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Farminguk
28 September 2016 | Online since 2003
Briefing Media - FG Classified


31 January 2013 20:07:30 |

Shifting direction in biogas growth


Growth in biogas generation is expected to continue, but at a more moderate pace, and to be driven more by F&A processing residues and less by the small scale manure and energy crops.
Rabobank believes that the biogas outlook is brightest for F&A companies that produce low value or wet residue streams.
Municipal organic waste and waste water treatment offer growth opportunities in regions where take-up is still limited. In the EU, using biogas as a next generation bio fuel for heavy transport and shipping is looking increasingly attractive.
The direction of the long-term drivers and barriers behind biogas makes the technology less a renewable energy source and more a waste management solution for organic residues.
The reasons behind this are the decreasing costs of alternative technologies such as solar and onshore wind, rising commodity and feedstock costs, increasing sustainability demands and lagging efficiency improvements in biogas generation.
Some of the drivers for the technology, such as reclaiming the nutrients, lowering methane emissions, and continuous energy generation do not weigh up against the costs involved or are not valorised (yet).
Rabobank analyst, Clara van der Elst, said: "Two factors dictate success for a biogas business case: the available supply of suitable feedstock and the forecast range for feedstock costs and ensuing yields."
"This is more likely to be found in residues from F&A processing—where the feedstock is proprietary and digestion lowers waste and waste water fees, or where renewable energy subsidies lower costs, or a combination is found—than from manure, where you need to source other feedstocks to raise the energy yield.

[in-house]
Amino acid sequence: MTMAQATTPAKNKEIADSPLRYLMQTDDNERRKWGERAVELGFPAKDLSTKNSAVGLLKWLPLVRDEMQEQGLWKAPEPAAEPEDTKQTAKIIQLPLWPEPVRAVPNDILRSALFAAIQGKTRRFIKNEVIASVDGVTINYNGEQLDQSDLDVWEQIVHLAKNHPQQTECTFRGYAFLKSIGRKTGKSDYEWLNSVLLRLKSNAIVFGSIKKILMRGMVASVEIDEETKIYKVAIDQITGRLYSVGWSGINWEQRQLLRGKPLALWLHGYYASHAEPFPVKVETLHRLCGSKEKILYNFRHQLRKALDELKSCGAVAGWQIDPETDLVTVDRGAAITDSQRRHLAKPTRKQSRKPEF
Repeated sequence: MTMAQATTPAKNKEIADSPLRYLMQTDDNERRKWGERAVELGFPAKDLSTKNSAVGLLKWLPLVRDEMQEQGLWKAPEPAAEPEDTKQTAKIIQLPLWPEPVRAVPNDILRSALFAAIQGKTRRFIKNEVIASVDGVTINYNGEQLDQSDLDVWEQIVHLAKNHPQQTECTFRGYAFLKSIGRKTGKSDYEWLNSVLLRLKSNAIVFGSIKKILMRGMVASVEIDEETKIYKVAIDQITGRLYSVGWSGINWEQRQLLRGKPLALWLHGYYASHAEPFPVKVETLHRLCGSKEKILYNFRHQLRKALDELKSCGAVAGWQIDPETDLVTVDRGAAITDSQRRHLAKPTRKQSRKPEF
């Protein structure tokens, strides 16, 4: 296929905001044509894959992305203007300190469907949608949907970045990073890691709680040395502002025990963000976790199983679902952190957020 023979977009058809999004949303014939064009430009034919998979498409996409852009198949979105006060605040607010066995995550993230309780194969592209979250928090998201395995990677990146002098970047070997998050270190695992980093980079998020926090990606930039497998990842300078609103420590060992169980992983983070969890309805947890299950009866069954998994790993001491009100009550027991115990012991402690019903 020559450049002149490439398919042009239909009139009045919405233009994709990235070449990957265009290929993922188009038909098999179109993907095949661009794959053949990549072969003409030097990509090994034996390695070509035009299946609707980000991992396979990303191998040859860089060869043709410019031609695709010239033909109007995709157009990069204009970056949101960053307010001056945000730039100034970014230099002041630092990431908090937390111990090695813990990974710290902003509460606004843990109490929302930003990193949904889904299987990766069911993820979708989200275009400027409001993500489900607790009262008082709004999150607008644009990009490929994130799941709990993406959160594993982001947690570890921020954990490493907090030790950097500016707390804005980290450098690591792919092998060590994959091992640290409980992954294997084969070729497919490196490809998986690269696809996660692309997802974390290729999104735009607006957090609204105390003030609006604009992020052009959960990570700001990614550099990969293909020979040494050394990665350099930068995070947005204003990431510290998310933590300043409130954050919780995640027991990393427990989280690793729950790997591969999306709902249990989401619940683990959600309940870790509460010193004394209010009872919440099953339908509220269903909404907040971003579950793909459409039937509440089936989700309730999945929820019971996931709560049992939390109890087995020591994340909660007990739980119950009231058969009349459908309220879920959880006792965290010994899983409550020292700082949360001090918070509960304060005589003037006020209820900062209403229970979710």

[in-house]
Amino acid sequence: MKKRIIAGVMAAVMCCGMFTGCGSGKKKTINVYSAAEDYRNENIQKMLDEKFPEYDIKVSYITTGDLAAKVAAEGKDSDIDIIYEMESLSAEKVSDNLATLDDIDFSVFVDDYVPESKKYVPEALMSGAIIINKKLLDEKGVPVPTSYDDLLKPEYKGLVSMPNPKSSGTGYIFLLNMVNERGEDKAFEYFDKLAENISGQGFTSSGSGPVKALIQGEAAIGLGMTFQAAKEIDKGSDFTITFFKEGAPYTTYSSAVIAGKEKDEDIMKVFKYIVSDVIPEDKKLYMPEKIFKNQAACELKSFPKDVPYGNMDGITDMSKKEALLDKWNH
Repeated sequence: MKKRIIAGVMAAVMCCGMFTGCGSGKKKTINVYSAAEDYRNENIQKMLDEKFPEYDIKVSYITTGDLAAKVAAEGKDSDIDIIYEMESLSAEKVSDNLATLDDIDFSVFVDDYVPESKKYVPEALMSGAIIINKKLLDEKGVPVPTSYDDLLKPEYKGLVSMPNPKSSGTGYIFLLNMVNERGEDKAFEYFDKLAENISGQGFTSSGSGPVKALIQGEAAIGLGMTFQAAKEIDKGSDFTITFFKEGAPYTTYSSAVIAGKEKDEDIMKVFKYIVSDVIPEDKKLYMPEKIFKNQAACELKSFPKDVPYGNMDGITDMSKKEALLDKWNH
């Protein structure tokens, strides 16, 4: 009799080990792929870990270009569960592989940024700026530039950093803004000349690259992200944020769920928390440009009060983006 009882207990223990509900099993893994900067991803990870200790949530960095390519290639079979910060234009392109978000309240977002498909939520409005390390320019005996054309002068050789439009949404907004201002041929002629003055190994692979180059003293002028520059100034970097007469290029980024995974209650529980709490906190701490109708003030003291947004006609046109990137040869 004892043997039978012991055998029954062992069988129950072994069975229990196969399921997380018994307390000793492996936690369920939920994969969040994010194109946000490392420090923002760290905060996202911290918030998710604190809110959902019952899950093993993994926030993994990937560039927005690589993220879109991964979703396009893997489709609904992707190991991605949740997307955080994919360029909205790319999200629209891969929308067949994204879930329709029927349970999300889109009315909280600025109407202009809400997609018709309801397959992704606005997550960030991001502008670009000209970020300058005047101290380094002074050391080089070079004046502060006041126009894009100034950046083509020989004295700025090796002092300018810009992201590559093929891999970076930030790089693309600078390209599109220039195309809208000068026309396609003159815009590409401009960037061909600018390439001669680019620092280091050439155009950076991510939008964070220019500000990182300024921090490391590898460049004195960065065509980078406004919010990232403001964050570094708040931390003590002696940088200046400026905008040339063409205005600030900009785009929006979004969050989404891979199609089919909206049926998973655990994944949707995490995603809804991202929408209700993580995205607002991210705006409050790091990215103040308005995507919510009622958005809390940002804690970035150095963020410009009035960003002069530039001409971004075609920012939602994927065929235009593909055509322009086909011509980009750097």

"We therefore expect growth to both moderate and to shift away from energy crops towards residue streams from F&A processing industries."
Within manure digestion, growth opportunities are seen for large-scale digestion, or for co-digestion in regions with a surplus of F&A waste streams and a fertiliser shortage.
Experience with manure digestion suggests that depending on the co-feedstock, a wide input price range and low band of yield forecasts should be used in business plans.
"Of the many output options for biogas, EU transport fuel stands out for two reasons," added van der Elst.
"Firstly, other next generation biofuels are lagging behind growth expectations as technological progress has been slow. Secondly, the EU has recently proposed to quadruple, instead of double, count the contribution of next generation biofuels to meeting the EU 20-20-20 target of 10 percent renewable transport fuel, following concerns on the sustainability impact of first generation biofuels".
The biogas production growth outlook for specific regions will vary around the world according to local circumstances, as the weight of the drivers and barriers and its effects on, for instance, current and future support policy will be determined locally.
More specifically, Germany and the Netherlands are expected to display slower growth the next five years, as these countries have a high share of manure-based biogas.
For the US, growth is expected to accelerate as the country is seeing a regulatory shift away from landfill, and livestock and dairy farms have a larger scale that facilitates manure-based biogas generation. In addition, we expect wastewater-based biogas to accelerate in the US.

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